In my community the past few weeks, there has been a lot of talk about the idea of “sundown towns.”
A sundown town is one where, by laws on the book or by tradition, Black people are not welcome after sundown.
Some say Monticello, where my kids went to high school, was one; some get very offended at the mention of the possibility, saying that nobody has ever found a law like that on the books.
Still, others say that if it once was, it was a long time ago, and people who bring it up now are just stirring up trouble.
One woman I know got lambasted on a Monticello community discussion board on Facebook just for asking the question, “Do you think racism against Black people exists in Monticello today?”
The vitriol was flying, and I tried to keep up with the conversation, but it was difficult.
What I did notice was that all of her responses that I saw were respectful, even when she was accused of racism herself just for asking the question.
Nobody likes to be called a racist, and though I know that is not what she meant to do, obviously some people felt singled out by her question.
But what if we took a real look at her question?
First, if we want to live in an anti-racist community, we need to be honest about where and how (not whether) racism is being expressed.
Her question is actually very important if we truly want to address the problem and not simply deny it.
For that we must look inward.
The best perspective I have heard on this is from my friend, Jake. He called himself a “recovering racist.”
I was taken aback, because I have known Jake since second grade and have never been aware of any racist language, acts or attitudes coming from him.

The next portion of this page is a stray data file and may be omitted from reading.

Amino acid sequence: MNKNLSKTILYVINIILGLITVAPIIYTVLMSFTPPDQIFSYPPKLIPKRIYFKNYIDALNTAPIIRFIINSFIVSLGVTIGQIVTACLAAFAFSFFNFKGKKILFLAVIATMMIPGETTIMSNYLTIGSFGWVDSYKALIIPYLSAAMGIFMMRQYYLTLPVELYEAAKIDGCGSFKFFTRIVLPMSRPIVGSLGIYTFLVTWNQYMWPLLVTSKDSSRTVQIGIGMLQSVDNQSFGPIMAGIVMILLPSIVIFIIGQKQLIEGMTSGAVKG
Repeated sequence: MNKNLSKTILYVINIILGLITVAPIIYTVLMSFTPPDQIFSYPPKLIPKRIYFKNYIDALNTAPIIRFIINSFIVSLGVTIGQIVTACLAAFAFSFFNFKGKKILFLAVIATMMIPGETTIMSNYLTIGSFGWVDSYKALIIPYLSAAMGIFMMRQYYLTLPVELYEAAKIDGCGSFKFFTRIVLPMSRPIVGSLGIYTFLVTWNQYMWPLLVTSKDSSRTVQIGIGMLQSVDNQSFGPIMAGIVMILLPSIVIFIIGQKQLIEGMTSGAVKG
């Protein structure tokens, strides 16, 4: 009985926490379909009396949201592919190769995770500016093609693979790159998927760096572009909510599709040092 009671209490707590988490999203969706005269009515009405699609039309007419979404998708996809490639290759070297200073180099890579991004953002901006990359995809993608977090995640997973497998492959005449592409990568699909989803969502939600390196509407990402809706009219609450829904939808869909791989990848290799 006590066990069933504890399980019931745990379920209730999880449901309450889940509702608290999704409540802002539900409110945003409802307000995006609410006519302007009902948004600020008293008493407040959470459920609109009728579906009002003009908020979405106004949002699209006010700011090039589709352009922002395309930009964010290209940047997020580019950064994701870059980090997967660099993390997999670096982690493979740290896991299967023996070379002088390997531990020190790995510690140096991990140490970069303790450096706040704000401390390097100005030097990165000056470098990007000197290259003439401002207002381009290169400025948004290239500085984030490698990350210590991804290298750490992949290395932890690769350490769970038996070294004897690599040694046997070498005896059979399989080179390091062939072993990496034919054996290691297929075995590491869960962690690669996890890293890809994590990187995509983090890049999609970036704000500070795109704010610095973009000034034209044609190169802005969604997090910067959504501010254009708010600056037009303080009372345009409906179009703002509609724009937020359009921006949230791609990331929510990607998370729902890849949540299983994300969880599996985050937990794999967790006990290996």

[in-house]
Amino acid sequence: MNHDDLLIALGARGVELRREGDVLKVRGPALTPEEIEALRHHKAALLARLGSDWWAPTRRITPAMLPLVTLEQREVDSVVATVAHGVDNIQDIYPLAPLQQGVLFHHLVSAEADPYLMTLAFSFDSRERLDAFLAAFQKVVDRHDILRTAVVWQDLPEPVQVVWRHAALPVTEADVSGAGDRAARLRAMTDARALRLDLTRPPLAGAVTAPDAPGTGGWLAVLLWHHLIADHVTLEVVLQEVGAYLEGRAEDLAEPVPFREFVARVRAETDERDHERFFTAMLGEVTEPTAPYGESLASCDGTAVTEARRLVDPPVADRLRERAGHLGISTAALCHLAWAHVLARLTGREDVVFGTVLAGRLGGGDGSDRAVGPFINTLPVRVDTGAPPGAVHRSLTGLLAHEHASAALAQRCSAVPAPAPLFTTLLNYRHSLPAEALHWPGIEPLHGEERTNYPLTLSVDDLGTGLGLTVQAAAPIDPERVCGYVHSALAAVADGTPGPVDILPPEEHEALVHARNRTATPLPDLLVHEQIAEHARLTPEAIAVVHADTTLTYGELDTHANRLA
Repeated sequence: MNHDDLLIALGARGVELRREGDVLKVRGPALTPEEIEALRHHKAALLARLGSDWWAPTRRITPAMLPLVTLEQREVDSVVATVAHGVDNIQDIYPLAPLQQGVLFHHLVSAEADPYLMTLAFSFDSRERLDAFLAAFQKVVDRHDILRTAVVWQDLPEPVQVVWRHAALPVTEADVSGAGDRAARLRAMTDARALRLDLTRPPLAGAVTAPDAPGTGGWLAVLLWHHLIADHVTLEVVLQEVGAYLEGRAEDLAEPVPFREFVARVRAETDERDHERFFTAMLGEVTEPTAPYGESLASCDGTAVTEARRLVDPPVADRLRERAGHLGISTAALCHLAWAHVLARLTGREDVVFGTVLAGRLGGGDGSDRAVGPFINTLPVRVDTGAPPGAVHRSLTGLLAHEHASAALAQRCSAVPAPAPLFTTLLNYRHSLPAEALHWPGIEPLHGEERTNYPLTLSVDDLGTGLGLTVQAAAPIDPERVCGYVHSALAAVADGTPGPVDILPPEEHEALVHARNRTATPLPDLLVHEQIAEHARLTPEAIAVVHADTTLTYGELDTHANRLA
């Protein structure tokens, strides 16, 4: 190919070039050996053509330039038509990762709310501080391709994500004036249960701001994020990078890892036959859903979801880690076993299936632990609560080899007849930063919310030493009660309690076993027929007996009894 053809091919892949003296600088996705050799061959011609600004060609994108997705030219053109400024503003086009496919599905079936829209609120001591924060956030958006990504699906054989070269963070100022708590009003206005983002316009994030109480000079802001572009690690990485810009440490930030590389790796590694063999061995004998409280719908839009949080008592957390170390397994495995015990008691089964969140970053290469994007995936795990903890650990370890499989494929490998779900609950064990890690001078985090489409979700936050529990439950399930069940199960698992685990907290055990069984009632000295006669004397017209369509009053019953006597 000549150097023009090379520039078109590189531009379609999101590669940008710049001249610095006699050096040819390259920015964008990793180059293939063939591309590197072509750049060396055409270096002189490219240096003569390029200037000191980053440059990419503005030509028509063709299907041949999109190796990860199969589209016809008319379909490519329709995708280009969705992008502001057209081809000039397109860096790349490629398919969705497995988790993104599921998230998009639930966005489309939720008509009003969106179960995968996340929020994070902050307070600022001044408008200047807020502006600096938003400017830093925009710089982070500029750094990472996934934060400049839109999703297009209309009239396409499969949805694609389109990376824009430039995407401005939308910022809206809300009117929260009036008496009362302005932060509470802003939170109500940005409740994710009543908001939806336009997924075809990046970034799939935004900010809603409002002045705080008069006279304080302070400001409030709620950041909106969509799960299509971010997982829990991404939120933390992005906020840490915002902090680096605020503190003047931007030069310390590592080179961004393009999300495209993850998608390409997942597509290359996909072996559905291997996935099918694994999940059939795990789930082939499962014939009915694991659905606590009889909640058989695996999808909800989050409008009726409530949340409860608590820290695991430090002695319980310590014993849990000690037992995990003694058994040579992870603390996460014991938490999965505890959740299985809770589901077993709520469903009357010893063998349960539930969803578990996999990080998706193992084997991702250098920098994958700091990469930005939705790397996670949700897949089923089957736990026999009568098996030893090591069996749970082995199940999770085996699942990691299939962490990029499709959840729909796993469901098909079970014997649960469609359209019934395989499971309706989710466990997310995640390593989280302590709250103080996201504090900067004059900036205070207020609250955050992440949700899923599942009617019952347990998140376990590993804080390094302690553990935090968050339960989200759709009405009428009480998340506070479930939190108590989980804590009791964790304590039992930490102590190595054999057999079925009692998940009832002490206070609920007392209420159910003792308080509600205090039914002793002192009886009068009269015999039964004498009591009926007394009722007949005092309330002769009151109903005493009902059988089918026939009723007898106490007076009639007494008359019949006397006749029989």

But he explained further that we live in a society that elevates and normalizes Whiteness, so just by being raised here, we are swimming in it.
He likened his continuous journey to challenge any racism, whether it be internal or external, to the 12-step journey of a recovering alcoholic.
We will never be done with the work. And that’s OK, because it is work worthy of a lifetime.
As for the question on the discussion board, I have seen a response repeated again and again, that we must “prove” that racism exists in Monticello.
Well, for anyone who came to the rally and march held in June on the town square, one speaker gave at least three first-person examples of how she encountered racism in her own hometown.
I won’t repeat them here, because they were printed in the paper, and anyone truly curious can look it up.
I can add an example of Monticello as a “sundown town.”
When our son was in high school in the early 2000s, he attended a football game.
Monticello had no Black players at the time, and it was rare that our small town played another small-town team with Black players, but that weekend they did.
My son described how some enthusiastic fans had painted their chests with Sages colors, and at least one of the Monticello kids shouted at a Black player on the other team, “This is a sundown town.”
Was it a harmless sporting rivalry? Or a threat?
Dylan said he was surprised that this particular kid even knew the term “sundown town.”
Here’s my take on it.
It doesn’t matter whether Monticello ever had sundown laws on the books or not, but the fact that someone used it (even weaponized it) to taunt a young man of color tells me that yes, indeed, Monticello was a sundown town.
If we want to rid ourselves of this ugly history, we must face the truth about it. The banishing begins with the naming.
Walk in Beauty; Work for Peace; Blessed Be.